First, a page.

taught, and that everyone can be creative. This is a remarkable transformation from 400 years ago, when scholars devoted much energy to copying or translating the words of Aristotle and other long-dead authors. While learning from and building on past work is important, the Web and the broad use of information and communications technologies has raised expectations that every student should write poems/programs, make photos/videos, design interfaces/games, and then disseminate them to others. The widespread availability of books and then electronic media transformed education so that now every student is expected to compose original texts, videos, animations, music, and art. Teachers also expect their students to produce science and engineering projects with fresh empirical evidence, original discoveries, or innovative devices [8].
DEFINING AND SUPPORTING CREATIVE PROCESSES While there has been extensive research on creativity in many disciplines, the topic is a relatively new one

in computer and information science. The excellent Handbook of Creativity [11] covers many research directions but terms such as “computer” and “user interface” don’t even appear in the index. The large amount of literature on creativity, discovery, design, innovation, and composition may be sorted into three intersecting schools: • Structuralists believe people can be creative if they follow an orderly method, typically described with several stages, such as preparation, incubation, illumination, and verification. There is ample anecdotal evidence that great breakthroughs happened according to this generic method, but many variations are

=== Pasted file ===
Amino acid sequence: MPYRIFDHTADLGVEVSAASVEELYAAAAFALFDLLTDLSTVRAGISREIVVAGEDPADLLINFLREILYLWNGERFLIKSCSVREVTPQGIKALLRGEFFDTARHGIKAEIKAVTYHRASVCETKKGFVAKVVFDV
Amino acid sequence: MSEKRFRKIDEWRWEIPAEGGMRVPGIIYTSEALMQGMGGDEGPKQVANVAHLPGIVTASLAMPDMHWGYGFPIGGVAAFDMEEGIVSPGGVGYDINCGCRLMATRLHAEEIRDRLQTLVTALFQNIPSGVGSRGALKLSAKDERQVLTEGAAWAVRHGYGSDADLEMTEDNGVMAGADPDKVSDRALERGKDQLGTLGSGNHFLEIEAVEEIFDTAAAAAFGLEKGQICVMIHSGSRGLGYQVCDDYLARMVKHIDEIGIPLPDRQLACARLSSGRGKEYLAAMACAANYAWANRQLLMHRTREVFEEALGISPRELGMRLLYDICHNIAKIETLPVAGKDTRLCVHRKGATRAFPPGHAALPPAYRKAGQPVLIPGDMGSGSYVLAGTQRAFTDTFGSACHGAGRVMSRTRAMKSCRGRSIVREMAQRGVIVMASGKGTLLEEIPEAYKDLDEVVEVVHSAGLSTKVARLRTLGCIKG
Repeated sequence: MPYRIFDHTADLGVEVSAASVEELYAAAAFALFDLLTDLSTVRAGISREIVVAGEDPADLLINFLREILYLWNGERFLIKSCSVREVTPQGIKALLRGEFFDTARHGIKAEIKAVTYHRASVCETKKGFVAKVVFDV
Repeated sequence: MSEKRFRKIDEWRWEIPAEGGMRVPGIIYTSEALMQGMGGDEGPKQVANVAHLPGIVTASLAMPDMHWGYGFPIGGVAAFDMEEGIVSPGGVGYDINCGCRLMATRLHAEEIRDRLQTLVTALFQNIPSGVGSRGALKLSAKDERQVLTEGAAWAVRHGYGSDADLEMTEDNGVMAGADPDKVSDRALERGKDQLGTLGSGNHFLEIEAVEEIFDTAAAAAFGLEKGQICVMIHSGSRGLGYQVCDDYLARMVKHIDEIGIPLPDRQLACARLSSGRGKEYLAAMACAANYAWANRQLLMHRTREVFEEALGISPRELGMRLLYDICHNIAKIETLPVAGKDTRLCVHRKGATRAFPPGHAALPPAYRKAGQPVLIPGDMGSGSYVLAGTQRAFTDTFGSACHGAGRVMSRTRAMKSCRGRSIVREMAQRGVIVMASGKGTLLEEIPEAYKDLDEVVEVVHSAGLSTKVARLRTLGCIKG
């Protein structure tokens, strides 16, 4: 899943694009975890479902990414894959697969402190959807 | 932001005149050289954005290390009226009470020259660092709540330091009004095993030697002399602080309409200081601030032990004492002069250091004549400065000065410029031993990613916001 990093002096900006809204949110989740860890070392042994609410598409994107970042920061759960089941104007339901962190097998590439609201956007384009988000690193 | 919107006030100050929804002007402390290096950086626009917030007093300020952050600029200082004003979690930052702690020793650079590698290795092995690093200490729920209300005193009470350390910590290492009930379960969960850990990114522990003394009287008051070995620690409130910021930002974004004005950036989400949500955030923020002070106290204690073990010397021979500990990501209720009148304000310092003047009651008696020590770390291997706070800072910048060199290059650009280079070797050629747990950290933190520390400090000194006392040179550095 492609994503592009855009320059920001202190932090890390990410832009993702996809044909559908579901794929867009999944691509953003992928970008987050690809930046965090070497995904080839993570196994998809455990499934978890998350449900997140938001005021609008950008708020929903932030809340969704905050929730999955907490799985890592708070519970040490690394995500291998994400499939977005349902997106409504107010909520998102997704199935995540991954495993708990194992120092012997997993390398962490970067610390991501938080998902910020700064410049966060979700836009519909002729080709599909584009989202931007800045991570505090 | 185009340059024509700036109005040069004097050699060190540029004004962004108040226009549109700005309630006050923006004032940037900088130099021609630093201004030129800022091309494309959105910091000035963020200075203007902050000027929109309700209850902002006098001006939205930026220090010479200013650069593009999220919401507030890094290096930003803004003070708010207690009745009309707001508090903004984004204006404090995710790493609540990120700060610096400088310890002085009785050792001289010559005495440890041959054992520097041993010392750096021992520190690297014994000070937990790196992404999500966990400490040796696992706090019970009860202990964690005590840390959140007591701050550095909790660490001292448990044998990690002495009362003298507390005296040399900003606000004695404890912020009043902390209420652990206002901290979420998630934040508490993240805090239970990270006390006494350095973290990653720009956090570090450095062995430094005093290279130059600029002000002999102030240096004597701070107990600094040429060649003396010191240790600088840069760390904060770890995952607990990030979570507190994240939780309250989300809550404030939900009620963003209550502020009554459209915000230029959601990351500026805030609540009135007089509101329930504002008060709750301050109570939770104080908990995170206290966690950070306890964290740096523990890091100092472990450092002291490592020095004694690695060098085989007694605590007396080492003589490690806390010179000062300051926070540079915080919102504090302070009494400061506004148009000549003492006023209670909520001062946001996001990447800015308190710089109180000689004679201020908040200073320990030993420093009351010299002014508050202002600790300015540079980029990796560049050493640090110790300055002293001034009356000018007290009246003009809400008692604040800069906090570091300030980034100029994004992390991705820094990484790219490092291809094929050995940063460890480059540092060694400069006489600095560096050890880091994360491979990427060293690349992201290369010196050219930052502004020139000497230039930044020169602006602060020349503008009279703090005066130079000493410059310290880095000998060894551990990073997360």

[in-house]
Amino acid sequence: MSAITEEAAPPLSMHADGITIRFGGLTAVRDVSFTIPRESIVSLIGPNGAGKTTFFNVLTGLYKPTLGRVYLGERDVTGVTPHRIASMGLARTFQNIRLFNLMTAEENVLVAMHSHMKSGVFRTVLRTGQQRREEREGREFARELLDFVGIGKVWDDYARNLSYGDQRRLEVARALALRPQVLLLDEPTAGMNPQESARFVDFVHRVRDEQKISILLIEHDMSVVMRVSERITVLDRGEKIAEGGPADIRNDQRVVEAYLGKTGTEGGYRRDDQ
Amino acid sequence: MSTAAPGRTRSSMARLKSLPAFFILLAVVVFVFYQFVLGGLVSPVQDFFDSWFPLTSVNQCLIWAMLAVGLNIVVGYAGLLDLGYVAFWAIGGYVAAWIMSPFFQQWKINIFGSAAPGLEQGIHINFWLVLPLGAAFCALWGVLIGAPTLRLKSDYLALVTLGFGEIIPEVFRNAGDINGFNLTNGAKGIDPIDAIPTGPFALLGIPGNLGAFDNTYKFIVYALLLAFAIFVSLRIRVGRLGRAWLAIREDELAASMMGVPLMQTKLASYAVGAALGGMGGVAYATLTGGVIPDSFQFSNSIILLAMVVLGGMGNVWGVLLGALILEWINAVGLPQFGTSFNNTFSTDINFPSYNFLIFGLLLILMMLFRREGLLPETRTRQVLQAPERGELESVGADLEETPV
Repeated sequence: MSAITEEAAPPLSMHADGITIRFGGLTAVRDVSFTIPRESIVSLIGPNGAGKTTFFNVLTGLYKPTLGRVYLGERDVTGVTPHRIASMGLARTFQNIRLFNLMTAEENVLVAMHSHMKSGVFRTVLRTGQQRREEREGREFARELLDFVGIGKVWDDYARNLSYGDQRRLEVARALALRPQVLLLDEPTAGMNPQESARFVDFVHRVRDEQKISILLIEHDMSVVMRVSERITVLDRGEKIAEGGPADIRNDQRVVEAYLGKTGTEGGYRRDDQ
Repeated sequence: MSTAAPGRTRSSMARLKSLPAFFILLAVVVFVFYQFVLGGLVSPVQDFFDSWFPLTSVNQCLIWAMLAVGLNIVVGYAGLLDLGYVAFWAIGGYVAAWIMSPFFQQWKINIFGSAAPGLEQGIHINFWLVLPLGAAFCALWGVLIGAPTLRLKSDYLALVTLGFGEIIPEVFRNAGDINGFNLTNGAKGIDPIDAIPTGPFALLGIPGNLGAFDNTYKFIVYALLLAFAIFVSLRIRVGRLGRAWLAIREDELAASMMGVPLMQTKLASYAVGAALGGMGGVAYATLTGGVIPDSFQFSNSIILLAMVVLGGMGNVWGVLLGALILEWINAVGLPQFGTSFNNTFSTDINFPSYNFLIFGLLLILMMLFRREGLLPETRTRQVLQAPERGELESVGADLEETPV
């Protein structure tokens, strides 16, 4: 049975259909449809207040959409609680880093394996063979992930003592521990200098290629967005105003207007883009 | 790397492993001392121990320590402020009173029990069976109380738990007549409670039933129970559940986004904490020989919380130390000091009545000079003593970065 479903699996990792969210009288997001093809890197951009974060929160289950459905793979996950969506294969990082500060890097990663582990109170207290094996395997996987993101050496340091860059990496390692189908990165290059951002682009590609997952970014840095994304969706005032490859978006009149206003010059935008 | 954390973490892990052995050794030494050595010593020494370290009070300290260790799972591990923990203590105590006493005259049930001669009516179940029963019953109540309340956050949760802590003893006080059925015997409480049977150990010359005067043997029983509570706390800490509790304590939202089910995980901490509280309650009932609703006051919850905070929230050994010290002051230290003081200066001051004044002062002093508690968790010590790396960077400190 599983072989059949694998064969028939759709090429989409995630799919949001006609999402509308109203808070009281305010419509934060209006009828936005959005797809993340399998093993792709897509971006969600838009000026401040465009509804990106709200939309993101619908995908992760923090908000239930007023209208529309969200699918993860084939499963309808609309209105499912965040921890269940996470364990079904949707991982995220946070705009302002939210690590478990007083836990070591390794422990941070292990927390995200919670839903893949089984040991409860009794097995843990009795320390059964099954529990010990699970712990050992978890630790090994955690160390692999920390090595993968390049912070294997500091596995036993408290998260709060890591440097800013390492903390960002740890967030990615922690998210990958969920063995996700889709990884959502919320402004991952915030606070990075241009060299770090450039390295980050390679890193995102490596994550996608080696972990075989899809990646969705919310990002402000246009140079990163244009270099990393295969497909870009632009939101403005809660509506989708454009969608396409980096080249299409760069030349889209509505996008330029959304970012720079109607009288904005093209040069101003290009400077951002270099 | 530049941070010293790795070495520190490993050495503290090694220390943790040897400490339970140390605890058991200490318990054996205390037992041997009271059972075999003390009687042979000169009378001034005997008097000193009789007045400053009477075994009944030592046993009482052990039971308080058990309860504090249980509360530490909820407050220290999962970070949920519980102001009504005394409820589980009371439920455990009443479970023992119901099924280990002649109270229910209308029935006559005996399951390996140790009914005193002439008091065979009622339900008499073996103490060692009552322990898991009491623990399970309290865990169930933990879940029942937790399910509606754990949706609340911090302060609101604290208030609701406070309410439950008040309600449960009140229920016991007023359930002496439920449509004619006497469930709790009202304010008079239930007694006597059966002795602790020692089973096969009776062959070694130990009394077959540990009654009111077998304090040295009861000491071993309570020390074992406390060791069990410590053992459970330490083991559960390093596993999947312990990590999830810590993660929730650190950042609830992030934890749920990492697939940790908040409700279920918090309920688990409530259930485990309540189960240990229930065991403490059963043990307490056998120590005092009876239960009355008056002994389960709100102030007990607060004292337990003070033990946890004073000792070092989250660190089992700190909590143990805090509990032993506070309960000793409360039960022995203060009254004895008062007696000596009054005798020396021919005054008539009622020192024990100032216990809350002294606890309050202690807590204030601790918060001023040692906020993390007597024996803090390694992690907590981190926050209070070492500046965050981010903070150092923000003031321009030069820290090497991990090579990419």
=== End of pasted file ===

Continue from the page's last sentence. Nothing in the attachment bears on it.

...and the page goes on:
the Nobel Prize promote creative work?), as well as competition vs. collaboration. Each of these three schools offers important lessons for designers of creativity support tools. Structuralist thinking encourages systematic tools that include progress indicators with reminders of what is still needed. The inspirationalist view supports development of image libraries, thesauri, sketching interfaces, and concept-mapping tools. Situationalists broaden the designer’s view to include email and collaboration tools, as well as the e-science notebooks that guide users and coordinate groups through scientific processes over weeks, months, and years. A prominent situationalist researcher is Mihaly

Just as telescopes, microscopes, and cameras are powerful devices that enable discoveries and innovations, they are still only tools; the act of creation is carried out by the users.